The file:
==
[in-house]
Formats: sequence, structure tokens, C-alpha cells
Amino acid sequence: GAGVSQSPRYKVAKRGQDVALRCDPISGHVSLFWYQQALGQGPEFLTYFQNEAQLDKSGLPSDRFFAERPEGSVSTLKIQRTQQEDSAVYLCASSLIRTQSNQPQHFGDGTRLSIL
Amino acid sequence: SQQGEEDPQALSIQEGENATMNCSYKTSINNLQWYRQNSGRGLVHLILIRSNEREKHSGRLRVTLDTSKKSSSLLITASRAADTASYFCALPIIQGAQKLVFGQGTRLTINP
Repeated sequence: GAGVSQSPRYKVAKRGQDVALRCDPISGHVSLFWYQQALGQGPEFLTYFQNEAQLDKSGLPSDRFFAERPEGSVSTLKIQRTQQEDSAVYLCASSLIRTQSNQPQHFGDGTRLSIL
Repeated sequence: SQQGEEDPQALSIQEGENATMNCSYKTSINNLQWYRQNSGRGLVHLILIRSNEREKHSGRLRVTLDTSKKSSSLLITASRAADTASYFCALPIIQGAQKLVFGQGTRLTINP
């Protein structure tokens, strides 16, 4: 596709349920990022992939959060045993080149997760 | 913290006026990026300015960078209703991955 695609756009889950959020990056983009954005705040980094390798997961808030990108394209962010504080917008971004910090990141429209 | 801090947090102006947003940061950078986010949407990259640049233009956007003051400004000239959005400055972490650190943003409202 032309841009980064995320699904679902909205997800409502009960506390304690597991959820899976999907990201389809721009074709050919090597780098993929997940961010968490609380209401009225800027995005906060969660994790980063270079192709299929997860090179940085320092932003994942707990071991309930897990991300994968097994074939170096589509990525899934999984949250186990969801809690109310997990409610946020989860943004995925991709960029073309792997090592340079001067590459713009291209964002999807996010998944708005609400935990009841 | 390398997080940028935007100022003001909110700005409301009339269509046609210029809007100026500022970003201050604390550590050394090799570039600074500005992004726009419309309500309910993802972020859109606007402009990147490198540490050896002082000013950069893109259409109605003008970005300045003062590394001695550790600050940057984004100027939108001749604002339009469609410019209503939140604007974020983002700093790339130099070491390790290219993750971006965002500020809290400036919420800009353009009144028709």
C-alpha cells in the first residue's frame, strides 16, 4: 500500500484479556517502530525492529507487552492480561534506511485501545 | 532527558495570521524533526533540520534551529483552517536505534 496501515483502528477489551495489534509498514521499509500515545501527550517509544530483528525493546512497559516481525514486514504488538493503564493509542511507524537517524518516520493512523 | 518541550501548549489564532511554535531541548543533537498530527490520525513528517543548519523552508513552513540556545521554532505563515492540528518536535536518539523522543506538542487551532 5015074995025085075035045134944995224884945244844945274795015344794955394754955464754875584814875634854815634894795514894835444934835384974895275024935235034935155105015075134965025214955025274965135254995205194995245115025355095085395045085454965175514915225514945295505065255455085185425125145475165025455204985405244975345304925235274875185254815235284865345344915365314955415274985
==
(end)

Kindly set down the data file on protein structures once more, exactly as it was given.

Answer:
[in-house]
Formats: sequence, structure tokens, C-alpha cells
Amino acid sequence: GAGVSQSPRYKVAKRGQDVALRCDPISGHVSLFWYQQALGQGPEFLTYFQNEAQLDKSGLPSDRFFAERPEGSVSTLKIQRTQQEDSAVYLCASSLIRTQSNQPQHFGDGTRLSIL
Amino acid sequence: SQQGEEDPQALSIQEGENATMNCSYKTSINNLQWYRQNSGRGLVHLILIRSNEREKHSGRLRVTLDTSKKSSSLLITASRAADTASYFCALPIIQGAQKLVFGQGTRLTINP
Repeated sequence: GAGVSQSPRYKVAKRGQDVALRCDPISGHVSLFWYQQALGQGPEFLTYFQNEAQLDKSGLPSDRFFAERPEGSVSTLKIQRTQQEDSAVYLCASSLIRTQSNQPQHFGDGTRLSIL
Repeated sequence: SQQGEEDPQALSIQEGENATMNCSYKTSINNLQWYRQNSGRGLVHLILIRSNEREKHSGRLRVTLDTSKKSSSLLITASRAADTASYFCALPIIQGAQKLVFGQGTRLTINP
């Protein structure tokens, strides 16, 4: 596709349920990022992939959060045993080149997760 | 913290006026990026300015960078209703991955 695609756009889950959020990056983009954005705040980094390798997961808030990108394209962010504080917008971004910090990141429209 | 801090947090102006947003940061950078986010949407990259640049233009956007003051400004000239959005400055972490650190943003409202 032309841009980064995320699904679902909205997800409502009960506390304690597991959820899976999907990201389809721009074709050919090597780098993929997940961010968490609380209401009225800027995005906060969660994790980063270079192709299929997860090179940085320092932003994942707990071991309930897990991300994968097994074939170096589509990525899934999984949250186990969801809690109310997990409610946020989860943004995925991709960029073309792997090592340079001067590459713009291209964002999807996010998944708005609400935990009841 | 390398997080940028935007100022003001909110700005409301009339269509046609210029809007100026500022970003201050604390550590050394090799570039600074500005992004726009419309309500309910993802972020859109606007402009990147490198540490050896002082000013950069893109259409109605003008970005300045003062590394001695550790600050940057984004100027939108001749604002339009469609410019209503939140604007974020983002700093790339130099070491390790290219993750971006965002500020809290400036919420800009353009009144028709």
C-alpha cells in the first residue's frame, strides 16, 4: 500500500484479556517502530525492529507487552492480561534506511485501545 | 532527558495570521524533526533540520534551529483552517536505534 496501515483502528477489551495489534509498514521499509500515545501527550517509544530483528525493546512497559516481525514486514504488538493503564493509542511507524537517524518516520493512523 | 518541550501548549489564532511554535531541548543533537498530527490520525513528517543548519523552508513552513540556545521554532505563515492540528518536535536518539523522543506538542487551532 5015074995025085075035045134944995224884945244844945274795015344794955394754955464754875584814875634854815634894795514894835444934835384974895275024935235034935155105015075134965025214955025274965135254995205194995245115025355095085395045085454965175514915225514945295505065255455085185425125145475165025455204985405244975345304925235274875185254815235284865345344915365314955415274985